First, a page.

Two girlfriends ride the bus home from the club. It’s late, the bus’s lighting is dim. They joke, they laugh about who they saw and what numbers they got. The bus stops, doors creak and people exit. The bus continues with the stragglers/the partyers/the graveyard shift on board. Girlfriend with the fro is Laura. Girlfriend with the hat is Lee. And from the back, in terms of attire, they could both be boys. When Laura is refused the opportunity to see her best girlfriend home she gets off the bus in a huff, fades into the night. Lee leans back against the window, the lights flicker,or maybe the music comes in came in so slick/ Lee’s face changed so suddenly, that I thought a light flashed.
The camera zooms in and, I don’t know…I dressed cute to go see Dee Rees’s “Pariah,” at Washington’s One in Ten Film Festival, but from that moment I knew my jacket/shoes/face would be coming off. Lee’s jaw fixes (Lee is a gorgeous/ like not even fair to the rest of the world type of pretty), her eyes focused, she takes off her hat. She takes off her oversized shirt to reveal a pink baby tee. She puts on her earrings. And I started to cry/choke/ put my head down. The world is a mountain. And this movie said, ‘move!’
“Pariah,” is a story that’s rarely told/even though I live it. Films often examine the process/repercussions/heart of men dressing like women. This film talks about when a girl wonders whether she wants boxers or panties. It follows the life of a young, Black woman battling her family about her sexuality. If I wasn’t a young, Black woman; I’d still be impressed. But since I am, this film catapults itself into another realm for me. It is revolutionary because it’s never been done before, giving voice to a community that was once silenced.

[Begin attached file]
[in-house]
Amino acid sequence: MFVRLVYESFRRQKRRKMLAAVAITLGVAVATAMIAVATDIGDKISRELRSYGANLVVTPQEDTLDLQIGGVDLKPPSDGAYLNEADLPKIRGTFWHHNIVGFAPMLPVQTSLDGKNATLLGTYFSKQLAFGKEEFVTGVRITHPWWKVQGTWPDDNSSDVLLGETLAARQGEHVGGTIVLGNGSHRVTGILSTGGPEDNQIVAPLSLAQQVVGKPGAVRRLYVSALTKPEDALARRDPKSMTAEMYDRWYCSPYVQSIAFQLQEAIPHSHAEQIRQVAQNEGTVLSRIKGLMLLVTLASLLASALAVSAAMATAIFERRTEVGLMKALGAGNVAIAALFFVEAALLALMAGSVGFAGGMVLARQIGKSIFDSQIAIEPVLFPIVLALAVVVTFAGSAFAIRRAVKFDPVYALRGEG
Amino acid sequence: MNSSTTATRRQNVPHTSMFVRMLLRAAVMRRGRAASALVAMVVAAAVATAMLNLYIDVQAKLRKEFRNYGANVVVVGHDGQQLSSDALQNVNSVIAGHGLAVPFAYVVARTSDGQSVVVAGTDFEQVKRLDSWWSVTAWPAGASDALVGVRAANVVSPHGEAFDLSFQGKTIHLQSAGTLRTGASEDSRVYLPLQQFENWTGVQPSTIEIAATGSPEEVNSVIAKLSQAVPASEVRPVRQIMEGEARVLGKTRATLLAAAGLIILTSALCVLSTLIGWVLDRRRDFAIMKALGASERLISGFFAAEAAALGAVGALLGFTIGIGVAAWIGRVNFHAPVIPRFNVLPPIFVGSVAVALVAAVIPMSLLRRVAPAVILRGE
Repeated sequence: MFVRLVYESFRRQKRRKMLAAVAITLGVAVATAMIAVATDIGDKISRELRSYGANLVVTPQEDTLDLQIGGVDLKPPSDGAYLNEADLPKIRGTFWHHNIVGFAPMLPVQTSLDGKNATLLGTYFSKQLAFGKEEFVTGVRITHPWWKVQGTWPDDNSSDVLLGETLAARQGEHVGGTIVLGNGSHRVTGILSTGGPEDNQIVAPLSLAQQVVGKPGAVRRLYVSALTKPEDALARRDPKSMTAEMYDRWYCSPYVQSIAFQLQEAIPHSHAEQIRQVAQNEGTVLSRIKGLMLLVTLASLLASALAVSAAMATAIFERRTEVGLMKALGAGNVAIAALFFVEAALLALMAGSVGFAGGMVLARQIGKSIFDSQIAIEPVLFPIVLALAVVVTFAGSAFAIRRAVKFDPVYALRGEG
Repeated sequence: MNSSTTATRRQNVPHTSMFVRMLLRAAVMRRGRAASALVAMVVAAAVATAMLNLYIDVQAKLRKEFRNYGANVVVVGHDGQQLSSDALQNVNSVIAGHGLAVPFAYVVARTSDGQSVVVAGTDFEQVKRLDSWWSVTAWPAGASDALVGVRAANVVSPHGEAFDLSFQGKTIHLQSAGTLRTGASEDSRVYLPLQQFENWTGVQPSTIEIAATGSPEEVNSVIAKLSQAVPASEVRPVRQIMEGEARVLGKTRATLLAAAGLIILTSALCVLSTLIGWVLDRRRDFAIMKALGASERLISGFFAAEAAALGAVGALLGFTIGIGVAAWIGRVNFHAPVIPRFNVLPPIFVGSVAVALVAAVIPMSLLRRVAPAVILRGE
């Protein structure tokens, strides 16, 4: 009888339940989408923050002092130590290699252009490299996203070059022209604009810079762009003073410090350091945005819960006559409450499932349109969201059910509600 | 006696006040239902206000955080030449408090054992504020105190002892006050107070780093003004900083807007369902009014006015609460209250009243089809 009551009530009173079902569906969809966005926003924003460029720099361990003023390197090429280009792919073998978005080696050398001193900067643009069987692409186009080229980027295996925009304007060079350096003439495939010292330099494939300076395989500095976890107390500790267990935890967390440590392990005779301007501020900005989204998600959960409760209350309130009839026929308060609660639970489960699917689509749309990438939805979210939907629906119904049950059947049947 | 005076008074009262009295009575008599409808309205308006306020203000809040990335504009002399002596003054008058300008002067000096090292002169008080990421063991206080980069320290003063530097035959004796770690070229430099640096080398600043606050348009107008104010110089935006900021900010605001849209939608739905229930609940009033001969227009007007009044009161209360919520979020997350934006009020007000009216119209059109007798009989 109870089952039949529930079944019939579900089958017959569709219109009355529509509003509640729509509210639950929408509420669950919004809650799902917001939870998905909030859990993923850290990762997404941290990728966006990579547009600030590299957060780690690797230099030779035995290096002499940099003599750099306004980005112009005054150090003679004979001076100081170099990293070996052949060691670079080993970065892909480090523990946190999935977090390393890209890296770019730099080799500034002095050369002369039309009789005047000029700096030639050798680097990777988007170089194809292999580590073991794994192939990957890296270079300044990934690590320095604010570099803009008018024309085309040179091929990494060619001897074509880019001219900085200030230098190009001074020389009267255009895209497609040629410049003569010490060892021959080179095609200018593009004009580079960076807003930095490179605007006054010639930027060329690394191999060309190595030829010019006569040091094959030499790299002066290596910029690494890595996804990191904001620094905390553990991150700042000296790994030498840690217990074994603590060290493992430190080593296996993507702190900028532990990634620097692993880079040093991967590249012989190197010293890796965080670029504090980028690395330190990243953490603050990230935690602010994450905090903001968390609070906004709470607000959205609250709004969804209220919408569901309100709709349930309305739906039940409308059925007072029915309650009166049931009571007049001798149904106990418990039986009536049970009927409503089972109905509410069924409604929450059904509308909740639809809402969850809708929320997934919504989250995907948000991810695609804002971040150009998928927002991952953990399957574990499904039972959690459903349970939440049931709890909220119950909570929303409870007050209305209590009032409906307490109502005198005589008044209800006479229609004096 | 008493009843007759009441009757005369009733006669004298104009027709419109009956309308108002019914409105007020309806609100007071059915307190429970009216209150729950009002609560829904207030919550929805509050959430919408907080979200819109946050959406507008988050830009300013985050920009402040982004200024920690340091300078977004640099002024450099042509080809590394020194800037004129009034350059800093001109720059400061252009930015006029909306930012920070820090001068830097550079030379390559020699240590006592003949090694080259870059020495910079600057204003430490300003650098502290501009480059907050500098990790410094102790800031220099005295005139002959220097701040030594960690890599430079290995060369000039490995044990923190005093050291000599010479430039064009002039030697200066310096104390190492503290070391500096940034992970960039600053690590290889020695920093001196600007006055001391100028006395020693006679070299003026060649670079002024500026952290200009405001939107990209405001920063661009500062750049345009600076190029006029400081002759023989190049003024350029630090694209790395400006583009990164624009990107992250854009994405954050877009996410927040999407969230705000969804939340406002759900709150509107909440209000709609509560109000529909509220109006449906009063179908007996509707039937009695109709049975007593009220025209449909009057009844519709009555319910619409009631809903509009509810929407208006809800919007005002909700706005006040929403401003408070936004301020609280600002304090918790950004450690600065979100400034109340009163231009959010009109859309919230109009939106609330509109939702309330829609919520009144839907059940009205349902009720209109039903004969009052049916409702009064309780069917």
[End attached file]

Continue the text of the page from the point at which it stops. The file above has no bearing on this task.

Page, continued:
Seductively sad and ridiculously honest, this film reads like the church family it features. Dee Rees, already on her next project, “Eventual Salvation,” has the antennae of a poet. The director preaches to an audience/congregation and still has the finesse to avoid a didactical or accusatory tone. With every mishap/location/detail/character— from the cute curious girl in the bathroom to the old lady giving looks on the bus— Rees provides every perspective. She delineates obscure/ignored/denied lifestyles by embracing stereotypes in one scene—like opening in a strip club—then flipping the script in another— like when Laura becomes soft, and nurtures her friend in one of Pariah’s most powerful scenes.
— Girlfriend Lee runs to best friend Laura after a fight with her family. Laura with the afro and the baggy jeans lives in what looks like a cave. Laura in the sports bra nurses her girlfriend’s wounds, lays Lee’s head in her lap and rubs her head. While Sparlha Swa’s voice charmed my tears like a snake. The relationship between Laura, played by Pernell Walker, and Lee, actress, Adepero Oduye, is the crux of this film. Their interactions illuminate the rest of the work’s success in challenging/questioning/embracing what it means to be a Black lesbian/dom/ femme/child/girl/friend.—
The topic is sensitive but the characters remain approachable, like you are no longer a member of the laity but a, dare I say it, dyke. At best, strangely akin to a woman who knows who she is. I want a sequel. I want Laura and Lee to fall in love. I want her father to still be an asshole (oh wait! That would make it a movie bout my life). I want her sister to hang out with her girlfriend—and that’s the mark of a great film/ book/meal/ kind of love you rise up in. With Pariah, you are left satisfied, but standing like a dolphin clapping for more.
-- reviewed by jade
Tagged on February 15, 2008